David Cronenberg's A Dangerous Method is about the talking cure - specifically, the kind of talk therapy pioneered by Sigmund Freud and Carl Jung at the start of the 20th century.
Freud and Jung, however, nearly talk the audience to death in Cronenberg's bloodless, pokey film. Though his cast - including Michael Fassbender as Jung, Viggo Mortenson as Freud and Keira Knightley as the young woman about whose treatment they have a falling out - is outstanding, the film snails along as a high-minded discourse that doesn't know when to shut up.
Knightley plays Sabina Spielrein, a patient who comes to Jung to for the kind of psychoanalytic treatment that Freud has been developing. Spielrein is a mess - willful, wild, acting out in ways that seem to be textbook examples of Freud's theories. Eventually, we discover that they all seem to stem from a bad relationship with her father; as she eventually reveals, she derives sexual pleasure from being punished, particularly being spanked.
Before long, it's Jung who's doing the spanking - and other sexual things that seem to both pleasure and degrade his patient. As he discusses his treatment with Freud, his teacher, they begin to fall out over Freud's emphasis on sex as the root of all problems; Jung believes that those roots are more far-reaching. They also disagree about the propriety of having sex with the people you're trying to cure.
There's also the matter of Jung's wife, Emma (Sarah Gadon), who is well aware of her husband's extra-marital dalliances, even as he saddles her with a raft of children. Yet Jung, a remote intellectual sort, can't quite bring his feelings into alignment with his behavior. Who really needs the therapy here?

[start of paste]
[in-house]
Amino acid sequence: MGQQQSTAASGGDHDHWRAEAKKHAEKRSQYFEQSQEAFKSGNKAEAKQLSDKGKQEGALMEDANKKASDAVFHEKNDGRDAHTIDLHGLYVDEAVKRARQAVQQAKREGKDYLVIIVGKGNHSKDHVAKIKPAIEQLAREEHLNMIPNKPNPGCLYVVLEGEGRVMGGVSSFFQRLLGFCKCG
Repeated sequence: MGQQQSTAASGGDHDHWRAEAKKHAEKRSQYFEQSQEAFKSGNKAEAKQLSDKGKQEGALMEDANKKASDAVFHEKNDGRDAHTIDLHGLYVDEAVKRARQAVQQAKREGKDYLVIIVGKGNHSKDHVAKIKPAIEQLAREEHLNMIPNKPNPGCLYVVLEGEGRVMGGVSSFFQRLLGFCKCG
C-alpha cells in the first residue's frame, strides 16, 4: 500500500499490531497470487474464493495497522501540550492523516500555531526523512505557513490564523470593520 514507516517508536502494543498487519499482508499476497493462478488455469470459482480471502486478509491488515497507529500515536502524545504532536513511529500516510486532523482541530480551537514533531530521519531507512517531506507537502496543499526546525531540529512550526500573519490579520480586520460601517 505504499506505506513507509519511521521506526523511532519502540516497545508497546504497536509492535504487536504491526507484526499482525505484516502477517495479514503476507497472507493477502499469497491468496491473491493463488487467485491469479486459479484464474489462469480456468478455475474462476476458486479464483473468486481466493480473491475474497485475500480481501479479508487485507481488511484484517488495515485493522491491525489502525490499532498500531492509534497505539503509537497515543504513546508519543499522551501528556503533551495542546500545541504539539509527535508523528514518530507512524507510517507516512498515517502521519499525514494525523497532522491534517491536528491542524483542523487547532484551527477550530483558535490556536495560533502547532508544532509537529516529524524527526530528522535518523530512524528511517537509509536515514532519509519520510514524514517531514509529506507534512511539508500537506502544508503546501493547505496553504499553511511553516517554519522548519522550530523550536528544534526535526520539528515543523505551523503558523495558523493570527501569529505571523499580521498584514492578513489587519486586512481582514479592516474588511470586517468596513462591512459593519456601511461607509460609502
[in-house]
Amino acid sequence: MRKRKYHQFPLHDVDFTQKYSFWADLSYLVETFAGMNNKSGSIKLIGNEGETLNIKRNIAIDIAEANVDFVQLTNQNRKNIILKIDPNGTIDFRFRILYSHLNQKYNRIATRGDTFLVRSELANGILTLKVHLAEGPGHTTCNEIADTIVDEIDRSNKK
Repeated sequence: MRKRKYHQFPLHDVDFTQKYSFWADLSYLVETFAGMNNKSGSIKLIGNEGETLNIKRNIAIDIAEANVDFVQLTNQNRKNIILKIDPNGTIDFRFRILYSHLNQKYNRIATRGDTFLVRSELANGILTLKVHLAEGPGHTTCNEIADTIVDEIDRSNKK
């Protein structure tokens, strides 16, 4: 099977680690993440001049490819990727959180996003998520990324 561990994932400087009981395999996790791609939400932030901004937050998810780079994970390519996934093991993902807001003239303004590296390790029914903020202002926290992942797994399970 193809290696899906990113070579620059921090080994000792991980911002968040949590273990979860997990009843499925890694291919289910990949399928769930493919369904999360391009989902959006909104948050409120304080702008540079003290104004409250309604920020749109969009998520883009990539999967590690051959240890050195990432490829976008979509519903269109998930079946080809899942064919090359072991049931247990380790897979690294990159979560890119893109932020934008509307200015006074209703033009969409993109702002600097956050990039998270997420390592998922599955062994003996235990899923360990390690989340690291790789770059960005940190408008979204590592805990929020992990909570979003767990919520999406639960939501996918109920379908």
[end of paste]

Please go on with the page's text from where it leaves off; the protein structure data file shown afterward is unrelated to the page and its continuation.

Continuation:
The conflicts, such as they are, have to do with Jung's crimes against his marriage and his disagreements with Freud about his treatment of and affair with Sabina (who went on to become one of the first female psychoanalysts). Freud argues against it as exploitive and damaging to his theories, already under attack because of his focus on sexual guilt as a source of psychological distress.
The problem is that little of this chatter is compelling. Though Cronenberg spices things up with scenes of Jung and Sabina at full gallop or involved in spanking sessions, the give-and-take between Jung and his wife and Jung and Freud are dry and dull, less dialogue than lecture - too much like the Christopher Hampton play from which it was adapted.
Indeed, the only danger in A Dangerous Method is that the viewer might doze off.
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